Isogeometric Analysis and Collocation

Isogeometric analysis (IGA) is a novel approach in computational analysis, based on the idea of integrating design and analysis into one model. By this, time-consuming model conversions (“meshing”) can be avoided and geometric approximation errors in the analysis eliminated. To this end, functions that are usually used in Computer Aided Design (CAD) are adopted as basis functions for analysis. Non-Uniform Rational B-Splines (NURBS) are the most widespread technology in CAD modeling and were the first basis used for isogeometric analysis. NURBS are a generalized form of B-Splines, which are piecewise polynomials with high inter-element continuity. Up to date, NURBS are the mostly used technology in isogeometric analysis, nevertheless, also alternative technologies, like, e.g., T-Splines, Subdivision Surfaces, LR-Splines, PHT-Splines, etc. have been investigated and successfully applied to different applications.
During the development of isogeometric methods, it was found that they not only improve the geometry modeling within analysis, they also appear to be preferable to standard finite elements on the basis of per-degree-of-freedom accuracy for several different applications.
In our group, we work on fundamental aspects of isogeometric analysis, such as development of element formulations and efficient numerical schemes, on the one side, and on its practical application to real-live problems, especially in Biomechanics, on the other side. The following list provides an overview over different research topics in the context of isogeometric analysis in our group:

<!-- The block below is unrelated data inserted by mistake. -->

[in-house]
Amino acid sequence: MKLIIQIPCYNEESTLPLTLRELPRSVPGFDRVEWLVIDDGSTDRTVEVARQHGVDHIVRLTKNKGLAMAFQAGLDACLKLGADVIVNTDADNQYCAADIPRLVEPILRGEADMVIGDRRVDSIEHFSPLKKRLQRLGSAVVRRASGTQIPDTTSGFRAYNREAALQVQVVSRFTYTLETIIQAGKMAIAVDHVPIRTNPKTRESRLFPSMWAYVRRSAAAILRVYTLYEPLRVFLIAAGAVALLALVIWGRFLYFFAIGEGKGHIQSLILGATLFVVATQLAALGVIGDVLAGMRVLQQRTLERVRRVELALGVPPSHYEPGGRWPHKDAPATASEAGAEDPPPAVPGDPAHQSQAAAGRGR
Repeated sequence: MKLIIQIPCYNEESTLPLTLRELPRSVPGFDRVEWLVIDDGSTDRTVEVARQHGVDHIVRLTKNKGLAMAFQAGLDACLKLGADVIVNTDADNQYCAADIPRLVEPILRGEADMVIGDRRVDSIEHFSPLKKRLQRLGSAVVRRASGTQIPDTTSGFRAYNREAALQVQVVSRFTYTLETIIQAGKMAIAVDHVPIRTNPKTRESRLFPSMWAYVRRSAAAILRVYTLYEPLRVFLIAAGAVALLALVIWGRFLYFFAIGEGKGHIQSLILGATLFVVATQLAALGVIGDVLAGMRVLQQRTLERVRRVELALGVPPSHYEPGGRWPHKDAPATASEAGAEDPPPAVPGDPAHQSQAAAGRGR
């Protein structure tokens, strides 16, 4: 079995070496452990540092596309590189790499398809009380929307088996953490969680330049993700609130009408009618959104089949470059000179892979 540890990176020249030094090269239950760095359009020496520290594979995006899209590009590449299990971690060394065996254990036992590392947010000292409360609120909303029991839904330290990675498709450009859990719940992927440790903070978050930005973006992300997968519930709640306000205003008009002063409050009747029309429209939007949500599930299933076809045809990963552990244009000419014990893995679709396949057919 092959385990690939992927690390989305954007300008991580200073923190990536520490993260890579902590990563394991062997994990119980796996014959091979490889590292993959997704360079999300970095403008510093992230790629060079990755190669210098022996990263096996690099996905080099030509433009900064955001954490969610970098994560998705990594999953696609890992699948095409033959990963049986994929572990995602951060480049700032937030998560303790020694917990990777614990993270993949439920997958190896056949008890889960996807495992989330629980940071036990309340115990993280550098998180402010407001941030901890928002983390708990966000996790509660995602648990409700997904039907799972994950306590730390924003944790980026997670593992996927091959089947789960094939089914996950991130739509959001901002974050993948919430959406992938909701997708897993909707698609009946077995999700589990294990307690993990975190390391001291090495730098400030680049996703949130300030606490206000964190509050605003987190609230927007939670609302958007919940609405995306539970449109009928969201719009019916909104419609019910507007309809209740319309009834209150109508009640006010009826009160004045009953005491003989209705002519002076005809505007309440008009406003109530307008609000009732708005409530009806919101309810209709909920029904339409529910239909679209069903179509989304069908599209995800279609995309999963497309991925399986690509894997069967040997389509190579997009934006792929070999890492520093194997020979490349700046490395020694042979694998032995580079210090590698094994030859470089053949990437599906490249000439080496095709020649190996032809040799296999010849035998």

Isogeometric collocation is a very recent technology where the high continuity of the isogeometric basis is used to solve the strong form of the corresponding partial differential equation. In this approach the strong form equations are discretized and are collocated on a set of suitable points such that a quadratic system of equations is obtained. Since the strong form equations for most problems involve second or higher derivatives, the method requires at least C1-continuity, which motivates the choice of NURBS for the discretization. The Greville abscissae, which are adopted from Spline modeling, are used to define the collocation points. In collocation methods, there are considerably less evaluation points necessary than in a Galerkin formulation, which makes these formulations much more efficient in terms of numerical costs and especially attractive for problems where the evaluation of the stiffness matrix is the time-critical part. In our group, we have applied isogeometric collocation methods to different static and dynamic problems, in particular, elastostatics and explicit dynamics, locking-free formulations for straight and curved beams, and plates.